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College Park, Maryland      June 6 - 10 , 2004

MP18: Search for Time-Reversal Violation in Neutron Beta Decay

H.P. Mumm (University of Washington), L.J. Broussard (Tulane University), T.E. Chupp, R.L. Cooper, K.P. Coulter (University of Michigan), M.S. Dewey (National Institute of Standards and Technology), S.J. Freedman, B.K. Fujikawa (University of California-Berkeley/LBNL), A. Garcia (University of Washington), S.R. Hwang (University of Michigan), G.L. Jones (Hamilton College), L.J. Lising (University of California-Berkeley/LBNL), J.S. Nico (National Institute of Standards and Technology), R.G.H. Robertson (University of Washington), A.K. Thompson (National Institute of Standards and Technology), C. Trull, F.E. Wietfeldt (Tulane University), J.F. Wilkerson (University of Washington)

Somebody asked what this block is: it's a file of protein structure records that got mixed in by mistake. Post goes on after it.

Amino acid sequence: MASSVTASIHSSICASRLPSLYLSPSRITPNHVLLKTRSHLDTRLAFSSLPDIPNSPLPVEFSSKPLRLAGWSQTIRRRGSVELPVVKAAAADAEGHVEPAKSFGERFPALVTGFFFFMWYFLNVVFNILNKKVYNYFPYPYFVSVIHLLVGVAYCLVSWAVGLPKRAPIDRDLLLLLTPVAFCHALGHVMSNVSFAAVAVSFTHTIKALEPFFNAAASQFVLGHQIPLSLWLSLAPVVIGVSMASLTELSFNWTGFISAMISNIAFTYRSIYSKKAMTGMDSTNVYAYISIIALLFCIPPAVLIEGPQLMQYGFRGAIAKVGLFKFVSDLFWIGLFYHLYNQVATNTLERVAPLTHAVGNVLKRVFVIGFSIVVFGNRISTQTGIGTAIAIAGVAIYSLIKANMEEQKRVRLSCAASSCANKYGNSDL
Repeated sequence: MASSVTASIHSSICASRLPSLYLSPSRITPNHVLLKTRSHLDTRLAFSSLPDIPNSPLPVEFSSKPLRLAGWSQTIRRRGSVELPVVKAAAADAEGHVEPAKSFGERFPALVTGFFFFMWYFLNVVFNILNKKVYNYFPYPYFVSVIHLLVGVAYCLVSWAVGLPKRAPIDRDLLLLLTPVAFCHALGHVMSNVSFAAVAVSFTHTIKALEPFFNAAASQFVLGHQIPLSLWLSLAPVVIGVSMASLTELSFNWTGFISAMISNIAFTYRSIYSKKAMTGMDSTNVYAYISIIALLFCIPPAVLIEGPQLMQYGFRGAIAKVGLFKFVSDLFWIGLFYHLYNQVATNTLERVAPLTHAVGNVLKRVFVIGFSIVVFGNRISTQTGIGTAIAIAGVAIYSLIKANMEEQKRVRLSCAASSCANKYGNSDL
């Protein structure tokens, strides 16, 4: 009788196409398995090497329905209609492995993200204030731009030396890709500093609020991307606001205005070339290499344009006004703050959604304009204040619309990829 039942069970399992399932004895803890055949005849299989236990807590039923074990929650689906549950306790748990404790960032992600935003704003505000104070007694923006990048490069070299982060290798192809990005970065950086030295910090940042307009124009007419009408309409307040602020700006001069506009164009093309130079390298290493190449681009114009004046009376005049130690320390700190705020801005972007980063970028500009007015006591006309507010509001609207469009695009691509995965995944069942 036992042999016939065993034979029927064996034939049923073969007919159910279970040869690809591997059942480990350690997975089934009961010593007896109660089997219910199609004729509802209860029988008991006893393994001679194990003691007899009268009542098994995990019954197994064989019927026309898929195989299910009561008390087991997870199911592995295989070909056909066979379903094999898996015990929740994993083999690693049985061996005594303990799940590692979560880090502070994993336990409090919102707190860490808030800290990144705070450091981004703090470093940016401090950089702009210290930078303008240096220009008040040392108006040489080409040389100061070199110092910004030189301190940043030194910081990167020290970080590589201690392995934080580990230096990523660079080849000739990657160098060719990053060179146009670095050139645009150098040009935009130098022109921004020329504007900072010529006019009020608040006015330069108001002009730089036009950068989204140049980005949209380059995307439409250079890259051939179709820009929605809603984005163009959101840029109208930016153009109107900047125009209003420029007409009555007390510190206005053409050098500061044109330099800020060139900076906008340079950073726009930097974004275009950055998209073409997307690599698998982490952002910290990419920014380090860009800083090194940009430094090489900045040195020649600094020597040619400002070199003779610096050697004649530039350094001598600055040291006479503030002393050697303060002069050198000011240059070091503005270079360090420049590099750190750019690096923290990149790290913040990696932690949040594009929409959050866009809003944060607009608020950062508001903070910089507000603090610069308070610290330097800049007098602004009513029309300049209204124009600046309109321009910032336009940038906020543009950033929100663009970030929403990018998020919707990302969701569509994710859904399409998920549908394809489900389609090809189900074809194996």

The emiT experiment tests time-reversal symmetry in the beta decay of polarized free neutrons by searching for the triple correlation Dσ•pe×pp, where s is the neutron spin and pe and pp are the decay product momenta for the electron and proton, respectively. A nonzero D-coefficient above the small effect from final state interactions would be a signal of direct time reversal symmetry (T) violation, independent of charge conjugation-parity (CP) violation. Various extensions to the Standard Model, such as lepto-quarks and left–right symmetry, can give rise to a D-coefficient yet do not generate measurable electric dipole moments. Consequently, it is important to place the strongest possible limits in neutron decay. In December of 2003 the emiT collaboration completed a successful data run at NIST. In this run, more than 3x108 neutron decays were measured, and a signal-to-background ratio of approximately 100:1 was obtained. Analysis of the data is underway, and the collaboration is optimistic that an improved limit on the D-coefficient will be achieved. Along with a discussion of theoretical motivation and the experimental technique, the status of the analysis and studies of systematic uncertainties will be presented. This work is supported by DOE, NSF, and NIST.

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